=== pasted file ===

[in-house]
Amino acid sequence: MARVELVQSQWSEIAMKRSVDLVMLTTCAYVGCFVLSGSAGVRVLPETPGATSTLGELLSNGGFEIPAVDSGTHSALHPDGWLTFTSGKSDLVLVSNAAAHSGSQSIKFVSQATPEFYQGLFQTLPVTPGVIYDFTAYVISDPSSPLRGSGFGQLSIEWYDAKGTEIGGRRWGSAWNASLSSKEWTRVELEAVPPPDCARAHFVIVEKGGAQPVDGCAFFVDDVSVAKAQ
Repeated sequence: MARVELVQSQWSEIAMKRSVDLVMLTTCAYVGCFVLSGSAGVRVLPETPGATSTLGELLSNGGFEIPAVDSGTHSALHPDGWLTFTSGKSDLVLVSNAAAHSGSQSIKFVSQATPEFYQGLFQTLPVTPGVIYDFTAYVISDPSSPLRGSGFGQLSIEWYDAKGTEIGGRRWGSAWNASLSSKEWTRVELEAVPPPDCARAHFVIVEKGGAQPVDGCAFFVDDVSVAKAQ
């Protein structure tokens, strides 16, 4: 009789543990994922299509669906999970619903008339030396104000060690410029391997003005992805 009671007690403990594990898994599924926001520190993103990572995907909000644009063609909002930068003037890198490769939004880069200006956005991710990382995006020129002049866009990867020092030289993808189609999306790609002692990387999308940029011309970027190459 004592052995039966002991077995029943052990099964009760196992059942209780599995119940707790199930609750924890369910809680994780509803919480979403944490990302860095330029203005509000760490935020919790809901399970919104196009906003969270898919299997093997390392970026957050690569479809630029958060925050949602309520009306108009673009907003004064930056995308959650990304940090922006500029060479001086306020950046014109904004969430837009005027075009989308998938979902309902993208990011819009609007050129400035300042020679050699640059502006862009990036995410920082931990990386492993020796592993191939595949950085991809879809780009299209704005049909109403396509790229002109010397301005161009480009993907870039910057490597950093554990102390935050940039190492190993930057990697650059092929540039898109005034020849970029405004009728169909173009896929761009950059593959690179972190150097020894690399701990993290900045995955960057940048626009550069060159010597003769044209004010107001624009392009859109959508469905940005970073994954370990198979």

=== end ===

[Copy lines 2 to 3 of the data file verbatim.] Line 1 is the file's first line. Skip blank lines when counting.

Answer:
Amino acid sequence: MARVELVQSQWSEIAMKRSVDLVMLTTCAYVGCFVLSGSAGVRVLPETPGATSTLGELLSNGGFEIPAVDSGTHSALHPDGWLTFTSGKSDLVLVSNAAAHSGSQSIKFVSQATPEFYQGLFQTLPVTPGVIYDFTAYVISDPSSPLRGSGFGQLSIEWYDAKGTEIGGRRWGSAWNASLSSKEWTRVELEAVPPPDCARAHFVIVEKGGAQPVDGCAFFVDDVSVAKAQ
Repeated sequence: MARVELVQSQWSEIAMKRSVDLVMLTTCAYVGCFVLSGSAGVRVLPETPGATSTLGELLSNGGFEIPAVDSGTHSALHPDGWLTFTSGKSDLVLVSNAAAHSGSQSIKFVSQATPEFYQGLFQTLPVTPGVIYDFTAYVISDPSSPLRGSGFGQLSIEWYDAKGTEIGGRRWGSAWNASLSSKEWTRVELEAVPPPDCARAHFVIVEKGGAQPVDGCAFFVDDVSVAKAQ